Inbound Marketing for SaaS Companies: Your Ultimate Guide
by Mike Khorev
Inbound marketing has been the buzzword of the digital marketing world during the past couple of years if not longer. In the SaaS environment, where SaaS content marketing is deemed integral, inbound marketing methodology is not a luxury, but a necessity.
However, how can we actually implement the inbound marketing methodology to our SaaS business? While we can be all technical and answer it with complex techniques, SaaS inbound marketing is actually quite simple. Here, we will learn all about it.
Before we begin, however, let us discuss a bit about the inbound marketing concept so that we will start on the same page.
What Is Inbound Marketing?
There are two main ways to attract anyone: push or pull. You can “push” out information about your business, product, and/or service to as many people as you can, or, you can create something attractive and “pull” people towards you.
This idea of push-pull marketing is probably as old as the history of marketing itself, and in this modern digital era, we have new jargons that are technically replacing the term “push” and “pull”: outbound and inbound.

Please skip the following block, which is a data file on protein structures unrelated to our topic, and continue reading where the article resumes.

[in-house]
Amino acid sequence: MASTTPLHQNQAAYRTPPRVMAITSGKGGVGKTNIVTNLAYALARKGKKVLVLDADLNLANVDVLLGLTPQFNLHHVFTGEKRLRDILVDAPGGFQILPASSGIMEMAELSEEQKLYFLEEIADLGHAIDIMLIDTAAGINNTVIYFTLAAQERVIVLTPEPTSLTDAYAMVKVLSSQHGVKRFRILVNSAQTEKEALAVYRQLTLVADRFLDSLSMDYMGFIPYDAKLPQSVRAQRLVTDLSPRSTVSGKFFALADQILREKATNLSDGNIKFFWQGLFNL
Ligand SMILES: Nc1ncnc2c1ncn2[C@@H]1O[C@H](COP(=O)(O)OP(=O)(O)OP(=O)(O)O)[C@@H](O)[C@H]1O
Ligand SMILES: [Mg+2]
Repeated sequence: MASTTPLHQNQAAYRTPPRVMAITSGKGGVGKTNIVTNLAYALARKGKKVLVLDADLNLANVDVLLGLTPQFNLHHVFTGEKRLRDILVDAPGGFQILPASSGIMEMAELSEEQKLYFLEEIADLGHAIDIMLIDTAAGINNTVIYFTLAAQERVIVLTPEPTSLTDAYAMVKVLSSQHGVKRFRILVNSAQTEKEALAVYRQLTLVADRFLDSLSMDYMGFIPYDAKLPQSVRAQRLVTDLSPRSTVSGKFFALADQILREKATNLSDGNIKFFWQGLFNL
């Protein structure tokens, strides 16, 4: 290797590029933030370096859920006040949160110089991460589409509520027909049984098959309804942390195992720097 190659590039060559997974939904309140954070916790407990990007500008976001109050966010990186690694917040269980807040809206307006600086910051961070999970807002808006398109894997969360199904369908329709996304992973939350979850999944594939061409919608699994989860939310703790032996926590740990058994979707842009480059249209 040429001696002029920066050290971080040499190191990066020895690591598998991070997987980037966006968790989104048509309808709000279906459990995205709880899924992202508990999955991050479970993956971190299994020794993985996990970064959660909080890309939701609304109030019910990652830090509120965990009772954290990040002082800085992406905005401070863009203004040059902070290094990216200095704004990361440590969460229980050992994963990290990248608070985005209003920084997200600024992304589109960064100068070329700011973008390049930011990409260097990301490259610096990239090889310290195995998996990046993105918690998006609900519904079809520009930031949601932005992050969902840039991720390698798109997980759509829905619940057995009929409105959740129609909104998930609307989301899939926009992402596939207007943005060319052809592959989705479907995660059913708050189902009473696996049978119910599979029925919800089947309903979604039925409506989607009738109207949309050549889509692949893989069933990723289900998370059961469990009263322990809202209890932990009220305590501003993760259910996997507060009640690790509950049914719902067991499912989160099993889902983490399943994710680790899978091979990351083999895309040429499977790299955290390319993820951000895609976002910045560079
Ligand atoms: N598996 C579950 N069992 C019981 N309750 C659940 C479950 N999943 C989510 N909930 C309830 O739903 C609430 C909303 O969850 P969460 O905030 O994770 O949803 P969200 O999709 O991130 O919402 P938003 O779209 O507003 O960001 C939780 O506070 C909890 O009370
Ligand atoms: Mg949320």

Inbound marketing, in its purest sense, is about creating attractive content to pull your audience inwards. While some might argue that inbound marketing is not exactly pull marketing, the basic idea remains the same, it’s about attracting your audience inbound.
Most of us are more familiar with traditional—pull or outbound— marketing: TV advertising, billboards, or even more recently, ads when we are watching YouTube. However, in this age of modern internet and social media, traditional marketing is now facing various challenges: